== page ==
“We’re envisioning swim meets being at Colby all the time because of the availability of these facilities,” Carlisle said.

Colby will continue to welcome everyone to Waterville who currently use the college’s facilities, she said.

The new center will reflect environmentally sound design for the site and building and will include a compact footprint, renewable energy systems, ecosystem-sensitive landscape with native plantings and wetland conservation, according to the Colby news release.

Greene said in the release that Colby has had a long tradition of excellence dating back to the 1950s and ’60s with construction of what eventually would become the Alfond Athletic Center on campus.

“Six decades later, we have re-imagined how we can support the Colby and broader communities with an exceptional new competition and recreational facility,” he said.

Brian Clark, left, vice president of planning at Colby College, looks over plans for a proposed sports complex to be built on campus with Kelly Doran, assistant director of capital planning and construction, on Wednesday at Colby College in Waterville. Staff photo by Michael G. Seamans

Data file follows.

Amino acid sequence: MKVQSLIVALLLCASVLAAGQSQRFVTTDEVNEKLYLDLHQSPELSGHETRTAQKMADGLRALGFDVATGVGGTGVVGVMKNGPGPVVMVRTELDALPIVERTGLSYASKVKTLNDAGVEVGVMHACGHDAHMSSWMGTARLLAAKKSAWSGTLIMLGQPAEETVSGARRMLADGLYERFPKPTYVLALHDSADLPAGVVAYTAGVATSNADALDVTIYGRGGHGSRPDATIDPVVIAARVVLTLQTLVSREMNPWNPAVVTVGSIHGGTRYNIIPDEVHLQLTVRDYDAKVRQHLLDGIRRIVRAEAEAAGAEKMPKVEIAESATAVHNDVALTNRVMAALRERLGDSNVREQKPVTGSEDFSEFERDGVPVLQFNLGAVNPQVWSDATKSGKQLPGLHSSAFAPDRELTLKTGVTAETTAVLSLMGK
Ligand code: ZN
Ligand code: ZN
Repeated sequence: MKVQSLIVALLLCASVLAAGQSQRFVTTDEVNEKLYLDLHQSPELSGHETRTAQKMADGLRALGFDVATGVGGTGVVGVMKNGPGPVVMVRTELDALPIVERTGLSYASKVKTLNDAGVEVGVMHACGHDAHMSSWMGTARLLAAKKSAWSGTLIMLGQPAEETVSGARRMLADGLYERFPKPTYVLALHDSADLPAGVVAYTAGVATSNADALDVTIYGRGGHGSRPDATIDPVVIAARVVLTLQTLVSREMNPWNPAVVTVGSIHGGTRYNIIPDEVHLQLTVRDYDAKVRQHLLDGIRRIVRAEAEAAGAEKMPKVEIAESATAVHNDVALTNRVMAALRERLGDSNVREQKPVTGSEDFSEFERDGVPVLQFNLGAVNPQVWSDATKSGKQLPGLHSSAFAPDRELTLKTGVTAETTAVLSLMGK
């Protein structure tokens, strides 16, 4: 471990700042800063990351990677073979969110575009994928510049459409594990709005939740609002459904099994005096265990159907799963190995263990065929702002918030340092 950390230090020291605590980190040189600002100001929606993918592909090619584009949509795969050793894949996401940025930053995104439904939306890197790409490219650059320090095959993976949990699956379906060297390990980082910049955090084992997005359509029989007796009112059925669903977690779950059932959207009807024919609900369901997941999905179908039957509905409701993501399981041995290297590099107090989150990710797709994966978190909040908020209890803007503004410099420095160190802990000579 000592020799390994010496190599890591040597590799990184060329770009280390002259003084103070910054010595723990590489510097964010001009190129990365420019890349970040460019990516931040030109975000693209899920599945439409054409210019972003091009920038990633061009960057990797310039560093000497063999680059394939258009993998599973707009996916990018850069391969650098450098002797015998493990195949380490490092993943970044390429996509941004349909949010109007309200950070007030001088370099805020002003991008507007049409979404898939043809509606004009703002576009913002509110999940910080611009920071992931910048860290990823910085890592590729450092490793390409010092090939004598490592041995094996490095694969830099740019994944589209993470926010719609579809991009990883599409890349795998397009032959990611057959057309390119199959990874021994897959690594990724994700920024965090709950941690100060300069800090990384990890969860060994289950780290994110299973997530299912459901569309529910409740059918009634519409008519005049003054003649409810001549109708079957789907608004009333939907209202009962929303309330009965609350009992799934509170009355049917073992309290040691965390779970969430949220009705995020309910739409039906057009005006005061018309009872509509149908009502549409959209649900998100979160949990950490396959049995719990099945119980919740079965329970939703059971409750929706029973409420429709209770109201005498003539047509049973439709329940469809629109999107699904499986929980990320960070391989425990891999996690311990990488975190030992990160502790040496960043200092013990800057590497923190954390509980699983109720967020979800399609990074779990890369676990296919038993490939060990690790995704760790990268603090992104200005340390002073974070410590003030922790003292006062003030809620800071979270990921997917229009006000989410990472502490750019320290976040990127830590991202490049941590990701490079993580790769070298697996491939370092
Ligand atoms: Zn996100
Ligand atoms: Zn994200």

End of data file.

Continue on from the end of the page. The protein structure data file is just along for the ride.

Many high school and youth hockey teams use Colby’s ice for practice and competition. This year more than a dozen local teams used the new baseball-softball complex for early games, and the basketball court also is used by community organizations, according to Carlisle. Local sports camps also use facilities during the summer.

Colby enrolls 2,000 students from more than 80 countries. More than 80 percent take part in organized athletics and about a third are varsity athletes.

The New England Small College Athletic Conference includes Colby, Bates, Bowdoin, Middlebury, Hamilton, Trinity, Williams, Amherst and Connecticut colleges, as well as Wesleyan and Tufts universities.

Contacted by phone Wednesday afternoon, an official at NESCAC said no one was available to comment on Colby’s planned athletic center and confirm whether it will be larger than any in the 11-college conference. A Facebook message sent Wednesday to Lisa Champagne, NESCAC’s assistant director for media relations, was not returned.